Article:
[he] invented a new numerical unit. You know how they have million, billion, and trillion; thanks to Tyler we now have killion. "This number is so large that by the time you count to it, you're dead."
So of course I started wondering just about how big a killion actually was. Assuming that you could spend your whole life counting out loud, starting from say age 2 and diligently spending 16 hours a day counting until the numerical sequence terminates in a long dark tunnel with a white light at the end, how far would you get?
In about one second, I can count to six. But you couldn't just extrapolate from there of course, as it takes a lot less time to say 'five' than 'fourteen million six hundred fifty-two thousand seven hundred and forty-two'.
I remembered that one of the weekly Ruby Quiz challenges was to take an integer value and have a program spit out the English version of it. A quick search turned up the quiz and it's answers. I selected the first solution, by Eliah Hecht, since I love the way Ruby makes bare numbers Integer objects and that you can add methods at will to the standard classes. I modified his code so that instead of returning English words, it would return the number of syllables in the English version of the values.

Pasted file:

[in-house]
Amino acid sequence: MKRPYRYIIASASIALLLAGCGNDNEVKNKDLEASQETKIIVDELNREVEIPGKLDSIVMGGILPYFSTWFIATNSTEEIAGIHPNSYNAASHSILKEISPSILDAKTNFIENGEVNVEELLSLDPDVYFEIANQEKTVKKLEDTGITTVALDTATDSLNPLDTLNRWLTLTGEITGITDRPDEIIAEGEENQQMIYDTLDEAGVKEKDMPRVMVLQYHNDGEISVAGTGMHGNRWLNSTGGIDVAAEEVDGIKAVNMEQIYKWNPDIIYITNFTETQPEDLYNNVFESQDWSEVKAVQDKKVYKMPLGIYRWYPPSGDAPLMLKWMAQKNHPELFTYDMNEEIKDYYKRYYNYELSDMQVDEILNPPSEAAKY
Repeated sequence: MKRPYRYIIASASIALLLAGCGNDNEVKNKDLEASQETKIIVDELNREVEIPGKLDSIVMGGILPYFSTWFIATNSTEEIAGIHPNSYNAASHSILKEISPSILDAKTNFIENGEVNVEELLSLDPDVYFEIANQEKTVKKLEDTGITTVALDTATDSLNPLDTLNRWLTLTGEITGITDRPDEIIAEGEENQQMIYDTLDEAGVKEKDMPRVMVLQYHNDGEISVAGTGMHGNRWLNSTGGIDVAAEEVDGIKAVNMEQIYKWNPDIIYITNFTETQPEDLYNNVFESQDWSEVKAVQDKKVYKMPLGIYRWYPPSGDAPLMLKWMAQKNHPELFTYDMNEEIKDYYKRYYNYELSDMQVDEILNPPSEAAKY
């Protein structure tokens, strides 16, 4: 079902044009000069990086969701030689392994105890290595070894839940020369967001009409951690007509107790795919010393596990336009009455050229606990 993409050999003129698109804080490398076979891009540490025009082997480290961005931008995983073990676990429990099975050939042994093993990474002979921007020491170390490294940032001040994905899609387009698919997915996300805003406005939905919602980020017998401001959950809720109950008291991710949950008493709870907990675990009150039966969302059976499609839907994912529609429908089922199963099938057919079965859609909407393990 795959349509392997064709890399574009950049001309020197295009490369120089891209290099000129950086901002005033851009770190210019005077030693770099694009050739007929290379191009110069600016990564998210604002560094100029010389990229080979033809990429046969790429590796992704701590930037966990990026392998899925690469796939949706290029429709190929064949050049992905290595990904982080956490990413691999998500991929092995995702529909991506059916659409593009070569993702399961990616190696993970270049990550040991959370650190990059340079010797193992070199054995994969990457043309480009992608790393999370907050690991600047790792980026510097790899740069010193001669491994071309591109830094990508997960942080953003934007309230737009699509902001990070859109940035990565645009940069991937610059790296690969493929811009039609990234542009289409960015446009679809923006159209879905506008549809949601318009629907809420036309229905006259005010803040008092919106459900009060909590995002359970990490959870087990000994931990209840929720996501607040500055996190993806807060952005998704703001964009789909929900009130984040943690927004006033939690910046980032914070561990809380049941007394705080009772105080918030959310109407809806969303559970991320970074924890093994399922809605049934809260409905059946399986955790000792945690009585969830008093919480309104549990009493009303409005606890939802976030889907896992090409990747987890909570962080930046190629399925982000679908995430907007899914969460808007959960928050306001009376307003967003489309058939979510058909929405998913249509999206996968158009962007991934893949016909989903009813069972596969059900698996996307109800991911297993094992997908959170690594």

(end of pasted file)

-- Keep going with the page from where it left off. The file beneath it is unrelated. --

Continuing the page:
My program initially calculated how many syllables you'd have time to utter, using 6 per second and assuming a lifespan of 72 years, starting at age 2 and counting 16 hours per day. It then set about iterating through an i+=1 loop until it reached that limit. Here's the output:
You have 1471680000 seconds (or 25550 days) to spend counting before you reach a killion.So there you go, a killion is a bit shy of half a billion. Of course, an actual killion would seem to be a matter of personal constitution, but it's interesting to know the rough order of magnitude. It's going to be less than a billion (unless it's Ray Kurzweil counting).
That's enough time to utter eight billion, eight hundred thirty million, eighty thousand syllables.
Calculating killion now...
Up to one hundred thousand so far(5 seconds, 1052900 syllables}
up to four hundred thirty-one million, two hundred thousand so far (42180 seconds}...
"killion = four hundred thirty-one million, two hundred seventy-six thousand, three hundred and one"
That is, assuming my code wasn't buggy. You can check it if you're curious: killion.rb.
It took about 12 hours to run on my pentium 4 linux laptop. It looked like it was going to take 3 times that long on my G4 powerbook!
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